The literature recognises that the evaluation of interventions to counter violent extremism (CVE) has been neglected. This paper fills this gap by providing results from a study of a disengagement programme in the Australian state of New South Wales. The Proactive Integrated Support Model (PRISM) is a pilot intervention delivered by Corrective Services NSW aimed at prison inmates who have a conviction for terrorism or have been identified as at risk of radicalisation. PRISM is delivered by a team of allied health staff and a Religious Support Officer who work with other stakeholders and professionals. This paper looks at early results of the PRISM intervention focusing on a range of issues, which include client engagement and the content of intervention plans, self-reported motivations to participate in the intervention, benefits of participation, tackling the ideological component of violent extremism, connection to the community corrections context, and implementation challenges. Data is derived from interviews with programme staff, corrective services personnel and also clients of the intervention (i.e. convicted terrorist and radicalised inmates and parolees). Results are linked to existing literature on disengagement and implications for CVE programme evaluation are highlighted. Limitations in the study design are acknowledged.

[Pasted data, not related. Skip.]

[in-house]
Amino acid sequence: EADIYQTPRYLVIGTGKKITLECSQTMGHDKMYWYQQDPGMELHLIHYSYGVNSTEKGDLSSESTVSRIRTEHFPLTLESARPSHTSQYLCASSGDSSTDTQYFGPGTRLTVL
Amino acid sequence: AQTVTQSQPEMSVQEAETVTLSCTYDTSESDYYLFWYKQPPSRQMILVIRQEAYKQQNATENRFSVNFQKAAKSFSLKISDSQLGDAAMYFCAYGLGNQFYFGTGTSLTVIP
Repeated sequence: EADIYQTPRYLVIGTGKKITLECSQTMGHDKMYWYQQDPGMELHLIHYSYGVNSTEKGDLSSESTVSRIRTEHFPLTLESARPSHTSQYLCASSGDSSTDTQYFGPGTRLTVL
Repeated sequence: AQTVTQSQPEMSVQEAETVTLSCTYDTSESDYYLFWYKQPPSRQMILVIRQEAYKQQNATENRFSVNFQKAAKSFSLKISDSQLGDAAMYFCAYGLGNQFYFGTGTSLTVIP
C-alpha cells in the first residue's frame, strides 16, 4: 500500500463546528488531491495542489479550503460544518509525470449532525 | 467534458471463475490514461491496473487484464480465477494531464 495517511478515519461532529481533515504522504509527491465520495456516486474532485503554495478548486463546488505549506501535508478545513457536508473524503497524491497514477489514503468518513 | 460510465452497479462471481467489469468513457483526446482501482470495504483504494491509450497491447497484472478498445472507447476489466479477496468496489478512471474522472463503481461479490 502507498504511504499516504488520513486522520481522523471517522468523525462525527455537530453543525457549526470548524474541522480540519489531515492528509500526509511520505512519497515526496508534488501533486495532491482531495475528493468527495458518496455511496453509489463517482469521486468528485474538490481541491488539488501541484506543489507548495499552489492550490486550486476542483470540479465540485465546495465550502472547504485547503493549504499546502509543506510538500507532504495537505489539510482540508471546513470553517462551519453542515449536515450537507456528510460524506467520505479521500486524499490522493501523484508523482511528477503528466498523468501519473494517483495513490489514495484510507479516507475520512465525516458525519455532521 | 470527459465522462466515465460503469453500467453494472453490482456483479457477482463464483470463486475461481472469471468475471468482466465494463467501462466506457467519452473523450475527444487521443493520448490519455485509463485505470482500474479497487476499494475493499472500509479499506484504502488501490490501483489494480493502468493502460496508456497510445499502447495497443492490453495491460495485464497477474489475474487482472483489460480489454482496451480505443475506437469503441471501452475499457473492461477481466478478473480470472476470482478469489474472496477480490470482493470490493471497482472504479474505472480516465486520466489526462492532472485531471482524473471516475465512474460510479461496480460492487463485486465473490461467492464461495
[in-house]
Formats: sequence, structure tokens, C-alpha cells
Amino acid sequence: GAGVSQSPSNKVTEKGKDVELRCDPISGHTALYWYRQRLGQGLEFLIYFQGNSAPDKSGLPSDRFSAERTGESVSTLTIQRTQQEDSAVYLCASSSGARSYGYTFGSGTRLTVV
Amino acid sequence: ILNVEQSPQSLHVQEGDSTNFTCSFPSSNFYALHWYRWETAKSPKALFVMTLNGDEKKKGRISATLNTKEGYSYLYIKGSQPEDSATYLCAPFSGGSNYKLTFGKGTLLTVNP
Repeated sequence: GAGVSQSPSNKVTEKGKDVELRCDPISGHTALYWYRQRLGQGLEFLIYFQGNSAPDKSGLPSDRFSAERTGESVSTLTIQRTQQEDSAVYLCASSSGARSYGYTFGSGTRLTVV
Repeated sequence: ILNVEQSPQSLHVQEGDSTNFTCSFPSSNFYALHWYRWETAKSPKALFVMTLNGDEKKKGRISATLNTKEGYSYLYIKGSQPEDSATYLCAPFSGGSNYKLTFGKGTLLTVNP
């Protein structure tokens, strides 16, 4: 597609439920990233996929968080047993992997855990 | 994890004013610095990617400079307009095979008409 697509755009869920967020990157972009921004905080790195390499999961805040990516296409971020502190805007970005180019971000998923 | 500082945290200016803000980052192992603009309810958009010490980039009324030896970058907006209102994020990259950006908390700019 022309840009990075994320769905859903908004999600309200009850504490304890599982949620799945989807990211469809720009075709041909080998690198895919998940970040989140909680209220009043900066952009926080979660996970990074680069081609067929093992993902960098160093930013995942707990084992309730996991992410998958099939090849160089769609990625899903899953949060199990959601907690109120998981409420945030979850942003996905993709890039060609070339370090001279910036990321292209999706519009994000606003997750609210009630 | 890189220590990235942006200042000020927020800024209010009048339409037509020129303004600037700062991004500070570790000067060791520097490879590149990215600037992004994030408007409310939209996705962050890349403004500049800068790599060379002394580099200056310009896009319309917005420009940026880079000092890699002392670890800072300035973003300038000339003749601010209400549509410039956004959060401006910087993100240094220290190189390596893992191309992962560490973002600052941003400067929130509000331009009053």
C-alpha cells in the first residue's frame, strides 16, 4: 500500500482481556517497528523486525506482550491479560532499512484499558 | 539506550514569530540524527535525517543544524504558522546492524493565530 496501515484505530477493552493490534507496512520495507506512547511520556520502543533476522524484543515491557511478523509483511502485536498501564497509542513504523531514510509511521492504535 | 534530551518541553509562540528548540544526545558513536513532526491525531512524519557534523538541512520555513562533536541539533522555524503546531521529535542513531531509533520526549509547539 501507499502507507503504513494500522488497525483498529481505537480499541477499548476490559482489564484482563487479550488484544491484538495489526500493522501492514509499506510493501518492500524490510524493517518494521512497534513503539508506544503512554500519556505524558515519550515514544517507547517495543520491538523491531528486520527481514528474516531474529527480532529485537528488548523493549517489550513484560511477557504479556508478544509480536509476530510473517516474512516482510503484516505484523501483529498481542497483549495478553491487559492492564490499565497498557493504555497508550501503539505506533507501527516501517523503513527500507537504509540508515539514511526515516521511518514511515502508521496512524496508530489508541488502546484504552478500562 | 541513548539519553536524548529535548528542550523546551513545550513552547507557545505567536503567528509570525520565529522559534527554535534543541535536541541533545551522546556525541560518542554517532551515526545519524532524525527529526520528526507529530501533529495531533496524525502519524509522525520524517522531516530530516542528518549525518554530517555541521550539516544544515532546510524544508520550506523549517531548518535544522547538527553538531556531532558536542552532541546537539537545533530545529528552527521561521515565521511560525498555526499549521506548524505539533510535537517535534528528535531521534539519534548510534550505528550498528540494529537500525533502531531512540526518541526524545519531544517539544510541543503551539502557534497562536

Evaluating interventions to disengage extremist offenders: a study of the proactive integrated support model (PRISM)
4 May 2020
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